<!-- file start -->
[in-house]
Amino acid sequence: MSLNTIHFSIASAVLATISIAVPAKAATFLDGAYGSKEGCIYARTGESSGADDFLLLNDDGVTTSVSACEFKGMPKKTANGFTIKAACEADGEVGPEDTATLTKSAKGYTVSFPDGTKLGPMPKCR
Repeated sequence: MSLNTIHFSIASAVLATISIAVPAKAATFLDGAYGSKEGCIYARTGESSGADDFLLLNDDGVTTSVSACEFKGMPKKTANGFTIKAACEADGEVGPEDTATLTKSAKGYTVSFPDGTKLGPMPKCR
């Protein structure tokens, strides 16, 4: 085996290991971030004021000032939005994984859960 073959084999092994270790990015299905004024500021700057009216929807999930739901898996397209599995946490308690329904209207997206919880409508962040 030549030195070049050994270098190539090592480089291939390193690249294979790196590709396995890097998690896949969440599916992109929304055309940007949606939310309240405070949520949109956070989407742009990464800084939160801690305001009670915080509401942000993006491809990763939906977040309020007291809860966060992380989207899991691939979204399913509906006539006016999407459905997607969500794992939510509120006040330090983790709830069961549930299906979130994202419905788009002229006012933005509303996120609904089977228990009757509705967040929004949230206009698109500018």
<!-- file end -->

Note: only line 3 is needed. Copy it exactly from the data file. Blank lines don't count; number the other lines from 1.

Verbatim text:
Repeated sequence: MSLNTIHFSIASAVLATISIAVPAKAATFLDGAYGSKEGCIYARTGESSGADDFLLLNDDGVTTSVSACEFKGMPKKTANGFTIKAACEADGEVGPEDTATLTKSAKGYTVSFPDGTKLGPMPKCR